I am not sure if my reasoning is reasonable or even understandable, but I do know I am passionate about my job, my students, and the reasons it is important to implement mobile devices into my classroom. When I hear in the hallway how much my students love my class because of how I use cell phones, I get pumped. After all, you don’t hear students say they enjoy language arts class.
So it has been a few days since any real thoughts came across my brain concerning my teaching or my classroom. Besides being really bummed about not attending NCTE this year, I have been critically thinking about grammar and how to teach it with meaning in the classroom. Grammar and how it should be taught has been an ongoing discussion in our monthly department meetings. Last Spring we took action and ordered Jeff Anderson’s Mechanically Inclined. Over the summer we met and had our own book club with our department. Anderson’s book is written really well and if you haven’t heard him speak, you need to make it your first choice the next conference you attend where he is speaking. I love his sentence strip activity, the idea of bringing mentor text into the classroom to show students how writers use appropriate grammar in their writing, and how he has students set up their writers notebook. My favorite idea is AAAWWUBBIS. The idea behind this bizarre but adequate saying is to help students remember subordinating conjunctions and for students to have a way to remember different ways a complex sentence can be formed. There are many other ways Anderson explains how grammar can be taught efficiently in the classroom. I really liked the fact he said that students will show you what they need to work on. I agree with this and I also think that students need a certain amount of practice too. With the Common Core being implemented this year into my district it is pretty well spelled out what needs to be taught at each grade level when it comes to grammar. It isn’t set in stone, but it is much more definitive than what our State curriculum presented to us in the past.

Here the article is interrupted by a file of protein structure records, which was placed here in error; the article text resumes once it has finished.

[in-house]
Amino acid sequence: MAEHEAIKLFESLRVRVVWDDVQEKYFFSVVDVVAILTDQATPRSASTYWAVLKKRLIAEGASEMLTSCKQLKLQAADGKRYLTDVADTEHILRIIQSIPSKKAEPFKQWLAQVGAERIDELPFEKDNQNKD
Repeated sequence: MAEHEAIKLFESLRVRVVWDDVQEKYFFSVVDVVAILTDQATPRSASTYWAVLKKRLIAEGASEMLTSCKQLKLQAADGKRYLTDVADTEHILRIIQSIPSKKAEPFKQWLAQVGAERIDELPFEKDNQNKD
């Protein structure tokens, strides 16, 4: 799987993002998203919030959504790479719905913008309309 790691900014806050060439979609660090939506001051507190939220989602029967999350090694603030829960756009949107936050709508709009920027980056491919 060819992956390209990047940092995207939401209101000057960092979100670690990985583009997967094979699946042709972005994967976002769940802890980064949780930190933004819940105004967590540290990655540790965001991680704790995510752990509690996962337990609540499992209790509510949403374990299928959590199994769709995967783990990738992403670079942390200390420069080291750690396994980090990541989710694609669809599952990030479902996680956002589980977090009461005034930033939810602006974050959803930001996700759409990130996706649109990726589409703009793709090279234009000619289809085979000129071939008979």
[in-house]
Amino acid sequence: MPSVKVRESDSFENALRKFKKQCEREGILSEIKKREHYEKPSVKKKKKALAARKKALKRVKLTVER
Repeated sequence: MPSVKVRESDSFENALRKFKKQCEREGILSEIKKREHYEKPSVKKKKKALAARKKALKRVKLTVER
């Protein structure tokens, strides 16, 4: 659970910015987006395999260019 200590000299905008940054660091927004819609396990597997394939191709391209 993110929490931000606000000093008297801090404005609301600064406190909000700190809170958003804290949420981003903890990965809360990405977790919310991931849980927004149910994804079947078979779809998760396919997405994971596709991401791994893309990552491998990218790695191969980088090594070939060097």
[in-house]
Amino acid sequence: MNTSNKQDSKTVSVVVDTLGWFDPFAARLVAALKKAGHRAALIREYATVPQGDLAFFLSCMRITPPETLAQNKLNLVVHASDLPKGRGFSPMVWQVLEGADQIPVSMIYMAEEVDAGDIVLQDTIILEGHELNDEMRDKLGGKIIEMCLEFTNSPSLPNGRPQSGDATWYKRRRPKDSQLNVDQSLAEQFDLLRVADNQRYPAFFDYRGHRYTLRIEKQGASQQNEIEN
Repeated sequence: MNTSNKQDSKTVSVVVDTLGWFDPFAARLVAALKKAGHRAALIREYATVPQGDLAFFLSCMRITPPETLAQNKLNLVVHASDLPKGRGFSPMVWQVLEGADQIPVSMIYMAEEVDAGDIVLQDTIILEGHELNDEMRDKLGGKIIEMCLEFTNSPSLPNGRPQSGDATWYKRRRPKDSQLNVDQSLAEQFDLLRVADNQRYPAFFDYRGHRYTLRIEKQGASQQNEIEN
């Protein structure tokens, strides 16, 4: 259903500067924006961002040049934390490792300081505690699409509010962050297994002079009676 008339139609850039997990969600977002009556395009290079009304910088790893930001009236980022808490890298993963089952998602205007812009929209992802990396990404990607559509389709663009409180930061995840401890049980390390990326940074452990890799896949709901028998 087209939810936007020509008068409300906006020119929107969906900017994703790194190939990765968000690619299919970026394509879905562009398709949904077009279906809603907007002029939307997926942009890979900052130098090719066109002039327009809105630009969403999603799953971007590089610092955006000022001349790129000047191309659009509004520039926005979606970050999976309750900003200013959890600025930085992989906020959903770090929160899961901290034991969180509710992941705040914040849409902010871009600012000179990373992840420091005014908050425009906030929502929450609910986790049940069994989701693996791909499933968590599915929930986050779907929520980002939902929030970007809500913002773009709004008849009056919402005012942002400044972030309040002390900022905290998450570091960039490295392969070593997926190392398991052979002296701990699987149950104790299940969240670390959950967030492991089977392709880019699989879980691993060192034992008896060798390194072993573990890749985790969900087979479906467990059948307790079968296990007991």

However an English teacher looks at it, there probably isn’t a magic method to teach grammar. I use some methods introduced in Anderson’s book and I try other strategies that I have picked up in the past. Regardless of what I do, or what anyone does, I think it truly does depend on the group of students you have from year to year. I love my students this year; both my 7th and 8th graders. They have made it easy to try new teaching methods in my classroom. One of my 8th graders today said, “Mr.Hyler, this is the first time this year you have given us a worksheet!” I smiled and replied, “Yes, and I am sorry.” Believe it or not, it was a grammar exercise. Though I don’t pride myself on delivering worksheets to my students and I never will, it was necessary for them to have some practice today to make sure they were brushed up in their skills.
I believe grammar will continue to perplex even the most brilliant language arts teacher and I also believe we will continue to not only develop new ways to teach grammars in our classrooms, but we also revisit some old methods as well. After all, I taught my students to diagram sentences last year and I know one our high school teachers did the same earlier this year.